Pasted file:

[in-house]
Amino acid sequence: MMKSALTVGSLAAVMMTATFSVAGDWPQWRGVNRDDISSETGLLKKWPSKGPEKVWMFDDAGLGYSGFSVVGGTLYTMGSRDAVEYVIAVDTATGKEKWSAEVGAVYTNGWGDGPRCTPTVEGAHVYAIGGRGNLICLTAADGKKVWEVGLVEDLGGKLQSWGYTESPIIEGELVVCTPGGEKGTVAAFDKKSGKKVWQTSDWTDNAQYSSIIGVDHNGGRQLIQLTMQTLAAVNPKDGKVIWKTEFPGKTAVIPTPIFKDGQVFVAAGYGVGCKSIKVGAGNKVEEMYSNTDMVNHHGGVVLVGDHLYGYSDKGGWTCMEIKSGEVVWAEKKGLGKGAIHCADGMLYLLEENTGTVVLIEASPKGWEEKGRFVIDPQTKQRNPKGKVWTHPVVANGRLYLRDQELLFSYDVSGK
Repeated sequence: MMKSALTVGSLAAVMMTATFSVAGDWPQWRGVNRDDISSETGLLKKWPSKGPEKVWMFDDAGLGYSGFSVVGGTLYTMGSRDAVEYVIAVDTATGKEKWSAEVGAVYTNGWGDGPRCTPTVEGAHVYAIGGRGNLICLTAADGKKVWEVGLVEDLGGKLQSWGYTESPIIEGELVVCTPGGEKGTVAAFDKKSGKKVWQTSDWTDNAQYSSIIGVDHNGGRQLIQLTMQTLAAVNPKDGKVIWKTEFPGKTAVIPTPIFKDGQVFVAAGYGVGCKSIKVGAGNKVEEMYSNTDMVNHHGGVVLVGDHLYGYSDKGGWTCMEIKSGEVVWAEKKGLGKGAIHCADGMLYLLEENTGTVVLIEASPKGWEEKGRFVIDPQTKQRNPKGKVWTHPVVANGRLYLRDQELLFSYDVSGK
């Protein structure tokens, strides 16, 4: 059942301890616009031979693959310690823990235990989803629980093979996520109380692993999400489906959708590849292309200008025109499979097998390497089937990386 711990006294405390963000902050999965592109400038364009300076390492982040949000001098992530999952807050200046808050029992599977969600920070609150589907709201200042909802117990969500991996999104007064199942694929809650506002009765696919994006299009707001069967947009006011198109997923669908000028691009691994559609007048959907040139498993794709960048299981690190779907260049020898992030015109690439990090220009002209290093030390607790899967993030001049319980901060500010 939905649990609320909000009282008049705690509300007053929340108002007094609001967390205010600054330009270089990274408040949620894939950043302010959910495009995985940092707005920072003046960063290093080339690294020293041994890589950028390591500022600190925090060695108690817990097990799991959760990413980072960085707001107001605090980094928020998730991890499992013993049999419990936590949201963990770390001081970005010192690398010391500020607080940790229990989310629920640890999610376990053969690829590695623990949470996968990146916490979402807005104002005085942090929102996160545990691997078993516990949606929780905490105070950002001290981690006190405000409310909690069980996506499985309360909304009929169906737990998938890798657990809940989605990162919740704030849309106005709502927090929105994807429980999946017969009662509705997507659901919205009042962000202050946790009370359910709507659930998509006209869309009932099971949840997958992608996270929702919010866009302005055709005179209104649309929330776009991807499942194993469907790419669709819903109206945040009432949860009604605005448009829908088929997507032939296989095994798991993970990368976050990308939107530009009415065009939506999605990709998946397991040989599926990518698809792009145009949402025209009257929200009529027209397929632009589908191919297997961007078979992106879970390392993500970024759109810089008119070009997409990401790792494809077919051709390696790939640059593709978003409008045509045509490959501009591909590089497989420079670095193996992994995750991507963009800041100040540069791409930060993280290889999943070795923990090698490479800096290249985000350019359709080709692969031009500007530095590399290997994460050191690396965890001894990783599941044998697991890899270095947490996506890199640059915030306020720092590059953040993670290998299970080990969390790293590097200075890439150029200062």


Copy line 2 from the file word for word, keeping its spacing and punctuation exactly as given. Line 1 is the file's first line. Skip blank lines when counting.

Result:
Amino acid sequence: MMKSALTVGSLAAVMMTATFSVAGDWPQWRGVNRDDISSETGLLKKWPSKGPEKVWMFDDAGLGYSGFSVVGGTLYTMGSRDAVEYVIAVDTATGKEKWSAEVGAVYTNGWGDGPRCTPTVEGAHVYAIGGRGNLICLTAADGKKVWEVGLVEDLGGKLQSWGYTESPIIEGELVVCTPGGEKGTVAAFDKKSGKKVWQTSDWTDNAQYSSIIGVDHNGGRQLIQLTMQTLAAVNPKDGKVIWKTEFPGKTAVIPTPIFKDGQVFVAAGYGVGCKSIKVGAGNKVEEMYSNTDMVNHHGGVVLVGDHLYGYSDKGGWTCMEIKSGEVVWAEKKGLGKGAIHCADGMLYLLEENTGTVVLIEASPKGWEEKGRFVIDPQTKQRNPKGKVWTHPVVANGRLYLRDQELLFSYDVSGK